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How many times have you forgotten a password in the last year? Losing a website password isn’t a huge deal because you can reset them with your email address. But forgetting your computer password is scarier because they’re hard to reset.

If you’ve lost track of the password for a Windows administrator account, don’t fear. There are several methods you can use to recover the account. These can bail you out of a bad situation, but don’t forget that a password manager can keep you from lockouts 7 Clever Password Manager Superpowers You Have to Start Using 7 Clever Password Manager Superpowers You Have to Start Using Password managers carry a lot of great features, but did you know about these? Here are seven aspects of a password manager you should take advantage of. Read More altogether.

1. Use the Lock Screen Workaround

Assuming you don’t use a Microsoft account to log into Windows How to Delete Your Microsoft Account & Create a Local Windows 10 Login How to Delete Your Microsoft Account & Create a Local Windows 10 Login When you access Windows 10 with a Microsoft Account, you can store data in the cloud and sync it across devices. Does this sound concerning? We show you how to switch to a local account. Read More , you’ll have to reset the local password. If the locked account is the only administrator account on the PC, you need to first enable the hidden admin account How to Unlock the Secret Administrator Account in Windows How to Unlock the Secret Administrator Account in Windows Administration rights are now handled by User Account Control in Windows, but the hidden Administrator account is powerful. Here's how to enable it. Read More to use this workaround.

We’ve covered this method in detail in our complete guide to resetting Windows 10 passwords How to Reset Your Lost Windows 10 Password How to Reset Your Lost Windows 10 Password You forgot your Windows 10 login password? Don't despair! We'll show you how to reset your password and recover your account. Read More . We’ll summarize it here, but please see that article for more details.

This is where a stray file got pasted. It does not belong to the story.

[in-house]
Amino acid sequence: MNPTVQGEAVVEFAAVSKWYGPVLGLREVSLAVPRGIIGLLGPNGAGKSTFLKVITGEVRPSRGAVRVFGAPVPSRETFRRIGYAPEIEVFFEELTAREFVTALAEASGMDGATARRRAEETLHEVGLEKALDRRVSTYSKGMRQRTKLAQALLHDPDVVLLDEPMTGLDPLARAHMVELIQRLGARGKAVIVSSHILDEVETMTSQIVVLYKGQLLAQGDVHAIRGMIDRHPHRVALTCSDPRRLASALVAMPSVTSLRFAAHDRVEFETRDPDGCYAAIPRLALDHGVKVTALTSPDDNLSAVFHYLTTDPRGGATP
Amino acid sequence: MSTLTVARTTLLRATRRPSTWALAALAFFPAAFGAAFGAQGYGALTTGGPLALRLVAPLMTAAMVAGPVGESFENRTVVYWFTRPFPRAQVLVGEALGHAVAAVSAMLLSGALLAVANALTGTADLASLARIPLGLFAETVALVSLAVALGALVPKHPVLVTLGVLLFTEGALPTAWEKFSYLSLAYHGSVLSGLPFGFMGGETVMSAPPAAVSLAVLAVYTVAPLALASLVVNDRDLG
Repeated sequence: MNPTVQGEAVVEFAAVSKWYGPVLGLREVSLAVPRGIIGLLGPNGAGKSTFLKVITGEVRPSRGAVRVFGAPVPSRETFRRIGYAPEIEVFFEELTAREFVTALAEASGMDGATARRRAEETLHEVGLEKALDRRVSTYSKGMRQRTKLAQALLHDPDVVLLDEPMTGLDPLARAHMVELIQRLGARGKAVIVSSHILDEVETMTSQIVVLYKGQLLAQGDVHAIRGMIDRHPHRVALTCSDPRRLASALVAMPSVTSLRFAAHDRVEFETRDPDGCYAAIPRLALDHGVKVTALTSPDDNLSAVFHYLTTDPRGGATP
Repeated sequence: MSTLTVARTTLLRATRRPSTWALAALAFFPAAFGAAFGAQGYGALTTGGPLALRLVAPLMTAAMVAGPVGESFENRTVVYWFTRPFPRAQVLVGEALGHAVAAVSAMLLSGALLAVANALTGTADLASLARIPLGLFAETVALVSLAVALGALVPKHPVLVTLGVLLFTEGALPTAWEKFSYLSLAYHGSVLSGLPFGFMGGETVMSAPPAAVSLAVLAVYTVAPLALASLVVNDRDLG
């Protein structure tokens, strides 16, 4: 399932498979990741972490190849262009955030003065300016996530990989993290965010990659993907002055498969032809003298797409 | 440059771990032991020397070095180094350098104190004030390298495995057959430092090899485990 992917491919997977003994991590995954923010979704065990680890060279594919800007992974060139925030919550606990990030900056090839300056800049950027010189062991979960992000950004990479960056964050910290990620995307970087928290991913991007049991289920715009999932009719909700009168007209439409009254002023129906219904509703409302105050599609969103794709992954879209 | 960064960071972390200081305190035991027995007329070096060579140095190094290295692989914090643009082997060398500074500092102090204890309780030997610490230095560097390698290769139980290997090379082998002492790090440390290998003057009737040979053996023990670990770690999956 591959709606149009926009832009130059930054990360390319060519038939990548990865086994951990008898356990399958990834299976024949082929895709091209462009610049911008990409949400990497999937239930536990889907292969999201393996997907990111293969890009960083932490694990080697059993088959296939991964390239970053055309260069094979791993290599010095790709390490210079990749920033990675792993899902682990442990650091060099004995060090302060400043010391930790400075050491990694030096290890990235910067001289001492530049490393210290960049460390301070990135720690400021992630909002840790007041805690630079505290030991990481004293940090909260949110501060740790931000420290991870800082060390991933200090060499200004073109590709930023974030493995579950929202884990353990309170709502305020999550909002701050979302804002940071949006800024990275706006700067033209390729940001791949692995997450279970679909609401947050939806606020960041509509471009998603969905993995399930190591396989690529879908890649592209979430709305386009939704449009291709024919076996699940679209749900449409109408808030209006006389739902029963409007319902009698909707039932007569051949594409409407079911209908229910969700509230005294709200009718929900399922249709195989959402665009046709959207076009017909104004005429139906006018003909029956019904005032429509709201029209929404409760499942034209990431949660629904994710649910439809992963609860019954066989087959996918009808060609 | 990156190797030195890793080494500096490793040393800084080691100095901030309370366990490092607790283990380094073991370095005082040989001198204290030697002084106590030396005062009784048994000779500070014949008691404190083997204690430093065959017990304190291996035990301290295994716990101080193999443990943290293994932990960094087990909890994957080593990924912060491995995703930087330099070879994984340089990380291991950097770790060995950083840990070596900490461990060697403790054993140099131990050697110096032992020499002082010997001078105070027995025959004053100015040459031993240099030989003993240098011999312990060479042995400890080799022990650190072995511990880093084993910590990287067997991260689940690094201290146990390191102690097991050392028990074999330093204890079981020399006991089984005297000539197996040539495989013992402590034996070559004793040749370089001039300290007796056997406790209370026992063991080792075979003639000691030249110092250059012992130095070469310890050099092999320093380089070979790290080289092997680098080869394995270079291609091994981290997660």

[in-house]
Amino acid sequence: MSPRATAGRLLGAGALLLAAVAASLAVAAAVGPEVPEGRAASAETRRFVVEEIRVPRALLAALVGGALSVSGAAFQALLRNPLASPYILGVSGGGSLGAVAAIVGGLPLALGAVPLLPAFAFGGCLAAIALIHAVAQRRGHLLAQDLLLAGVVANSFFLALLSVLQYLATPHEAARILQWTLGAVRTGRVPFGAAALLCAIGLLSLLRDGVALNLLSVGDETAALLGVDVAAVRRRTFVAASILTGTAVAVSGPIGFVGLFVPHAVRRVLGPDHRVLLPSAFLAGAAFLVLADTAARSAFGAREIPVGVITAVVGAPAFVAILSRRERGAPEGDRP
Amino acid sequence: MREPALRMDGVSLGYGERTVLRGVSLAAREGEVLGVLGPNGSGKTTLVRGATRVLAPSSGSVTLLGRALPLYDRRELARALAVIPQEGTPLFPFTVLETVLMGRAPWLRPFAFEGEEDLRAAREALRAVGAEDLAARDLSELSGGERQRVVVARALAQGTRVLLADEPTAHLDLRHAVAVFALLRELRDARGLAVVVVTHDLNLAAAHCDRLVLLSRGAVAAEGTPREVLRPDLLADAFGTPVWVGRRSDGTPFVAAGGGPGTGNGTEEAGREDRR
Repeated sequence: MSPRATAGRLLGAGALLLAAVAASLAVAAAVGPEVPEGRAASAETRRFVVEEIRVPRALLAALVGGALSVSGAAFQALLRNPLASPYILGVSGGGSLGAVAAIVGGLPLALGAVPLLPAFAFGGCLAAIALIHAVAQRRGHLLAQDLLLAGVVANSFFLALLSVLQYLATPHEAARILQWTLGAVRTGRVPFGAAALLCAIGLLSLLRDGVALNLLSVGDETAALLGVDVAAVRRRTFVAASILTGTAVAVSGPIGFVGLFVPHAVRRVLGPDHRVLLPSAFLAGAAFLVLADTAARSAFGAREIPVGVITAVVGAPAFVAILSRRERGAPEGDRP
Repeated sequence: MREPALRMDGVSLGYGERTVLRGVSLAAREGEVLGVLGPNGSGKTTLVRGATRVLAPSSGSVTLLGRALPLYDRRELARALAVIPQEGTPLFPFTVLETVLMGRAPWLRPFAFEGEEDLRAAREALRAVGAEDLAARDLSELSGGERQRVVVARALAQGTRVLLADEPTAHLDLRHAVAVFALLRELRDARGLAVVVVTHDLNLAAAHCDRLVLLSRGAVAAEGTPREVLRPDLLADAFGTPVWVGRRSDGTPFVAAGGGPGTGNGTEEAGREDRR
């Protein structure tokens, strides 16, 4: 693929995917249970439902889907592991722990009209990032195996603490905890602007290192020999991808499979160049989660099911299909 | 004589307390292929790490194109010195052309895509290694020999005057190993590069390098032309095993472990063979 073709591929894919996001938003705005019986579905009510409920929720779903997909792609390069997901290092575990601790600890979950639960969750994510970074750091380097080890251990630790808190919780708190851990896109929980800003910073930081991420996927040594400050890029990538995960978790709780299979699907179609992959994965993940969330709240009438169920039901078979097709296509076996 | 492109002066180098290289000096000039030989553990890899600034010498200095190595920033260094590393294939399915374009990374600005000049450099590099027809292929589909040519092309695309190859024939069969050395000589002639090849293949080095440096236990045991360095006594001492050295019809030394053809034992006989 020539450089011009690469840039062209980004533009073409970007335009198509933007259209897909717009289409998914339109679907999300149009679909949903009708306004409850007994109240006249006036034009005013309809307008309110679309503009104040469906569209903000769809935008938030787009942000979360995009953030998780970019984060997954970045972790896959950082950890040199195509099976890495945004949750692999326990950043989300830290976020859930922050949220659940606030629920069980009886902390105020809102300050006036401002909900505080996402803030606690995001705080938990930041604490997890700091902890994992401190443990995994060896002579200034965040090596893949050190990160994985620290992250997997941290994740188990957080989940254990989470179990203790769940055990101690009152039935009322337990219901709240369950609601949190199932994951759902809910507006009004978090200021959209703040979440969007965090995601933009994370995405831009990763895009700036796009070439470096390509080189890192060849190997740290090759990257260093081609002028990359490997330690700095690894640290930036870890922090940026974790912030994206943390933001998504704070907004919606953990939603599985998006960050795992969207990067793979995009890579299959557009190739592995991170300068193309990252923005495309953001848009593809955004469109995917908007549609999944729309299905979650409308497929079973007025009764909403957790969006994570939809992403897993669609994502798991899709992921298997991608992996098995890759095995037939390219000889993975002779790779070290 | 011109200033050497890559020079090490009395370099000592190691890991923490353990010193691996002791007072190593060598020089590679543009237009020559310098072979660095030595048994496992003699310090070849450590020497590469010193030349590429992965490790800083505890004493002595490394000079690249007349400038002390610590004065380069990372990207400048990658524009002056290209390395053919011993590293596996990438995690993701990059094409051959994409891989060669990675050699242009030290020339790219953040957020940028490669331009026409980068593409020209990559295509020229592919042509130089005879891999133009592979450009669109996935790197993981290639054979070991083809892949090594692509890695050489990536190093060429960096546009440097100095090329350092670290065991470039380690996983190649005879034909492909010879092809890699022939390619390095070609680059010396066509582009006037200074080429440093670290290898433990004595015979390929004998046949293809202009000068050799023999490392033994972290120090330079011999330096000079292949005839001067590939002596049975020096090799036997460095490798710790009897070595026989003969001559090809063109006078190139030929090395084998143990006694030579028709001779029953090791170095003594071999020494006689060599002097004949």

Boot From Installation Media

If you don’t have one already, create Windows 10 installation media on a flash drive How to Create Windows 10 Installation Media How to Create Windows 10 Installation Media Regardless of how you arrived at Windows 10, there's a way to create your own installation media. Sooner or later you might need it. Let us show you how to be prepared. Read More using another machine if necessary. Insert that drive into your machine, and watch for a prompt to press F12, Delete, or another key to choose your boot device. Boot from the flash drive, and wait until you see the first Windows 10 setup screen. Press Shift + F10 here and you’ll open a Command Prompt.

Your Windows installation is probably on your C: drive, so if you try the below command and it doesn’t work, type cd D: or another drive if yours is different. Type this command to browse to the System32 folder:

cd Windows\System32

Add Command Prompt to Windows Lock Screen

Now, you can use a trick to change one of the elements on the Windows lock screen. The Ease of Access menu collects accessibility options like the on-screen keyboard and dictation for users with disabilities. Using text commands, you can replace this icon with a shortcut to the Command Prompt. Enter these two lines one at a time to back up the shortcut and replace it:

ren utilman.exe utilman.exe.bak

ren cmd.exe utilman.exe

That’s it for now, so type this command to reboot as normal:

wpeutil reboot

Back at the normal sign-in screen, click the Ease of Access shortcut in the bottom-right to open a Command Prompt.

Type this command to enable the Admin account:

net user Administrator /active:yes

Now you need to reboot again. Use this command as a shortcut:

shutdown -t 0 -r

Reset the Password

After the restart, click the Administrator account name in the bottom left. There’s no password on this, so you’ll jump right to the desktop. You need to open a Command Prompt one more time to reset the password. Right-click the Start Button and click Command Prompt (Admin), then type this command to see all the users on your PC:

net userl

Your username should be obvious. Now, replace USERNAME in this command with yours, and Windows will let you set a new password:

net user USERNAME *

Set a password, log off, and your account is now accessible. Once you’ve confirmed that you can log in, boot back into the Windows 10 install disk once again. Open a Command Prompt with Shift + F10 again and browse to C:\Windows\System32, then type these two commands to fix the shortcut you changed:

ren utilman.exe cmd.exe

ren utilman.exe.bak utilman.exe

The Admin account isn’t secure, so you should disable it until you need it later with this command:

net user Administrator /active:no

2. Boot Into a Linux USB and Reset